It's always good to define our terms.

In common understanding "Hell" is a fiery place of torment where the damned suffer for all eternity.

Where did this term come from?

If we start with the Bible we have 3 words which have been translated variously:

In the Hebrew Scriptures we have sheol.

In the Christian Greek Scriptures we have hades, tartarus and gehenna.

If we look at these in it's use in the Hebrew Scriptures we have:

Sixty-four times mentioned, and it's rendered "hell" thirty-two times, "grave" twenty-nine times, and "pit" three times. (in some translations)

HADES. This word occurs eleven times, and is rendered "grave" once, and "hell" ten times.

TARTARUS. This word occurs only once, and then in a participial form, in 2 Peter ii 4.

GEHENNA. This word occurs twelve times in the New Testament, and is always translated "hell."

https://www.auburn.edu/~allenkc/tbhell.html

There's also the presumption that the nefesh - soul of humans and animals are different in kind.

Humans supposedly have an immortal soul.

Try as you might, you'll never find the two words together. No where do we see the soul referred to as immortal.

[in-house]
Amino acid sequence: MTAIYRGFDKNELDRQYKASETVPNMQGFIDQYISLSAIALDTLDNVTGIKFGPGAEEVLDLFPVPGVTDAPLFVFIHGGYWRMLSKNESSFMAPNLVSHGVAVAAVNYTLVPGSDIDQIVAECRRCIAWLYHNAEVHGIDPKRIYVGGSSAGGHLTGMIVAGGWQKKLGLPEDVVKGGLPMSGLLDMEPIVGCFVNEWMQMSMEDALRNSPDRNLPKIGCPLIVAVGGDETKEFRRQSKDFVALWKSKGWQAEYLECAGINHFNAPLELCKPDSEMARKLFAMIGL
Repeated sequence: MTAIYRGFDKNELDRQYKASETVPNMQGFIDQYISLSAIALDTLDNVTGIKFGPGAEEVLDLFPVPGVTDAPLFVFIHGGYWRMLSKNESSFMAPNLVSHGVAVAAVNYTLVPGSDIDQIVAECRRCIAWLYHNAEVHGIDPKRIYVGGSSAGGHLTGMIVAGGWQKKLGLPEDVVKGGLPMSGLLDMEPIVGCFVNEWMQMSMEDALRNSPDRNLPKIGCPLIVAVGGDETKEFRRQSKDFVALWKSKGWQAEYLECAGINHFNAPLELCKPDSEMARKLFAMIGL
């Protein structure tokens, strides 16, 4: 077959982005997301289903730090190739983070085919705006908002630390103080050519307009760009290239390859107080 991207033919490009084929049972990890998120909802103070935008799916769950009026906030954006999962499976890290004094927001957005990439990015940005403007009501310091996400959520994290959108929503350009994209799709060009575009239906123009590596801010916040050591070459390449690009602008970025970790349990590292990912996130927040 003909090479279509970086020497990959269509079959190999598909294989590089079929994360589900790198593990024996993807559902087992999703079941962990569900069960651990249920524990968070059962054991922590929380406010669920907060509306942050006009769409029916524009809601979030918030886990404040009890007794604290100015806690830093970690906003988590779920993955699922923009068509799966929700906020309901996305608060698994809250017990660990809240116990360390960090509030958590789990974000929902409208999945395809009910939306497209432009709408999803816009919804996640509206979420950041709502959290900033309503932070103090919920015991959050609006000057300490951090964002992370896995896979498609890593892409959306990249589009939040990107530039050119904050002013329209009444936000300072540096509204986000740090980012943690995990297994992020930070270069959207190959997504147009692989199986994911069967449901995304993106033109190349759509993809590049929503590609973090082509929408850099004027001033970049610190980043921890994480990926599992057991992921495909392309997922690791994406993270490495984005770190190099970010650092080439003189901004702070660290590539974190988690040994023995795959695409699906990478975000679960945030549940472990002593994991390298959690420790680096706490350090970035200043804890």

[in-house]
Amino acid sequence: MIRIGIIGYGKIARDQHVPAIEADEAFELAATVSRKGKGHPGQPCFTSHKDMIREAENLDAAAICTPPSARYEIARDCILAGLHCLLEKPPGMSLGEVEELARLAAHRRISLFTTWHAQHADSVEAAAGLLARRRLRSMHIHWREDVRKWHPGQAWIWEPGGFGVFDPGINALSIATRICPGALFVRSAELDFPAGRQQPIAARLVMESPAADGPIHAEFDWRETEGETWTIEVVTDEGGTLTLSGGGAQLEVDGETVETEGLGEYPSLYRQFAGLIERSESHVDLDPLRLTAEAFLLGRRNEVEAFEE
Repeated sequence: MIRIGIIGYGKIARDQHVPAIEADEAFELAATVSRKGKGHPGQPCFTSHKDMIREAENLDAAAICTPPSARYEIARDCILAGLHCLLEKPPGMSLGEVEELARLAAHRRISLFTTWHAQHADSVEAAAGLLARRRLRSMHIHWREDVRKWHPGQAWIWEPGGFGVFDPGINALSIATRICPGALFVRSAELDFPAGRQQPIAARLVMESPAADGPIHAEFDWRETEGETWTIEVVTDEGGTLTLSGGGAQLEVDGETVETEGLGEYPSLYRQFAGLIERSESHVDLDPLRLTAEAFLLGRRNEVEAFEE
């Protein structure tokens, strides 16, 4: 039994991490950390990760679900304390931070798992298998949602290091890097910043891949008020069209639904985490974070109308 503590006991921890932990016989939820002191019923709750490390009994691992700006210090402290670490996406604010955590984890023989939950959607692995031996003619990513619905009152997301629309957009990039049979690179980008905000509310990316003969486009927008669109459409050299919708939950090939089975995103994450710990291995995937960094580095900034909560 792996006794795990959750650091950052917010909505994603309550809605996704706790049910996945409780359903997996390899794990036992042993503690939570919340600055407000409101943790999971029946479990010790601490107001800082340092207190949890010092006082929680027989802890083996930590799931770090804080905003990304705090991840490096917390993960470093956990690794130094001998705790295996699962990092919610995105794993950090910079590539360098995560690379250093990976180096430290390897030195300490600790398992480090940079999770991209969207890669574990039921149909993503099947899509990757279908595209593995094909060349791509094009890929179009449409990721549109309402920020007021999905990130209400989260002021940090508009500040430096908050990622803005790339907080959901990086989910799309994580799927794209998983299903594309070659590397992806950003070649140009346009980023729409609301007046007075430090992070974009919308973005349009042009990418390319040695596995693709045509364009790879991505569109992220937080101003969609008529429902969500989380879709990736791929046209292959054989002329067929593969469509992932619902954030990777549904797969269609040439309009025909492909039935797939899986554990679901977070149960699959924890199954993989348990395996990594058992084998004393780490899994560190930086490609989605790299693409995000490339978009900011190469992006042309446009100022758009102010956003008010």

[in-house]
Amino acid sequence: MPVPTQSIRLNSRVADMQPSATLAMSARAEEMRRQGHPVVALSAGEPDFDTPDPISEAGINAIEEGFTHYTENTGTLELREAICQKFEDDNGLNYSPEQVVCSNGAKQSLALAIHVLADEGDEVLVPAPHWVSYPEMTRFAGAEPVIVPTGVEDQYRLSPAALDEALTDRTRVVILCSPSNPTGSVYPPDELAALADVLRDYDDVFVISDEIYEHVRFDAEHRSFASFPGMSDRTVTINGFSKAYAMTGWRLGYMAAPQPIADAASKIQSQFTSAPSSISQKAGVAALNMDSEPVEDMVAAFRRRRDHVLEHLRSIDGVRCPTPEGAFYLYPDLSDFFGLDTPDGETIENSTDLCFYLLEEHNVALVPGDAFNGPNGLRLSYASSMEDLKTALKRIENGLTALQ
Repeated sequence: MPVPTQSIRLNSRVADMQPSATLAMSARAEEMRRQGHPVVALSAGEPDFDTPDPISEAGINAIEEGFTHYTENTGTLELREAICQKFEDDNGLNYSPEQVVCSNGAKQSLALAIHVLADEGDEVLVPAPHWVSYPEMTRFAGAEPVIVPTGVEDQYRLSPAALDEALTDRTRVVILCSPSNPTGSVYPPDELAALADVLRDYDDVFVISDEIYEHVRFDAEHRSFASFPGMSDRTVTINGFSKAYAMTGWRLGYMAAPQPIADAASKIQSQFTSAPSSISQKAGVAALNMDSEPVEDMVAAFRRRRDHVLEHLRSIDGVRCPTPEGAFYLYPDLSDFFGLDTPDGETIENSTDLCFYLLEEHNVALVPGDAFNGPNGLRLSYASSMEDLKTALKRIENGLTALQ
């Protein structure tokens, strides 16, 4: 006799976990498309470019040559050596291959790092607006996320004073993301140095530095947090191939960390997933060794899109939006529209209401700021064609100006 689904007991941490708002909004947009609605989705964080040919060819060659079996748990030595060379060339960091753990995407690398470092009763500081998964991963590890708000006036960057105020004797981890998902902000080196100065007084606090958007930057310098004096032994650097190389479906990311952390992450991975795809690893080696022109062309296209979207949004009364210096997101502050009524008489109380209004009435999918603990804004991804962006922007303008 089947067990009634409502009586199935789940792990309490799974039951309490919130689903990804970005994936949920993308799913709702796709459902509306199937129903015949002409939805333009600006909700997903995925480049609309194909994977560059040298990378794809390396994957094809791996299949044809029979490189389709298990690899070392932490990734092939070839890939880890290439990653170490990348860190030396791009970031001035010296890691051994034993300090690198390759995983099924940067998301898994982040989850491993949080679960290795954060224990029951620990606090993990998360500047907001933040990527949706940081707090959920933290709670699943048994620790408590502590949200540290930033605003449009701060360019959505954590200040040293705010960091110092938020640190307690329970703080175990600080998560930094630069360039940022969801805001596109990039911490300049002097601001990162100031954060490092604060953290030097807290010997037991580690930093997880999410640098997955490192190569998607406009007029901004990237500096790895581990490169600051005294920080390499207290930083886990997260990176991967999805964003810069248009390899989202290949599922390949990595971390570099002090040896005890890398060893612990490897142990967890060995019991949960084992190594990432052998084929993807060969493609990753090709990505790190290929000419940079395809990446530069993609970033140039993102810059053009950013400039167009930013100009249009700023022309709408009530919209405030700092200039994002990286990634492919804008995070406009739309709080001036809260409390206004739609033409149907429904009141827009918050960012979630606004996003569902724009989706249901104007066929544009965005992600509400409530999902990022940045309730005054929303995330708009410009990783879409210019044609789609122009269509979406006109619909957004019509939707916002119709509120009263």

Souls can die.

"The wages sin pays is death"

Death is the opposite of life.

The point of the resurrection is to counteract the death penalty we inherited through our common ancestor Adam.

He forfeited everlasting life before he had offspring, so the value of his life even in his offspring is necessarily forfeited.

Who could save us? Well the mystery of the messiah or redeemer who would be the at-one-ment between God and fallen man was long coming and was fulfilled in Jesus. He did not get his life force from Adam, but directly from God. So one could have argued that he had a right to everlasting life on earth. He could have started another race of humans untainted by sin, but instead offered up the value of his perfect life as the lamb of god, the passover to buy all mankind, the living and the dead from the grave.

This latter is a resurrection which has yet to occur. Christ was the first resurrected to immortality, and when he returns with his  angels and intervenes in human affairs, he will put an end to all human governments and God's Kingdom by Christ Jesus will be the only government to rule over the earth. Then  God's will WILL be done on earth as it is in heaven.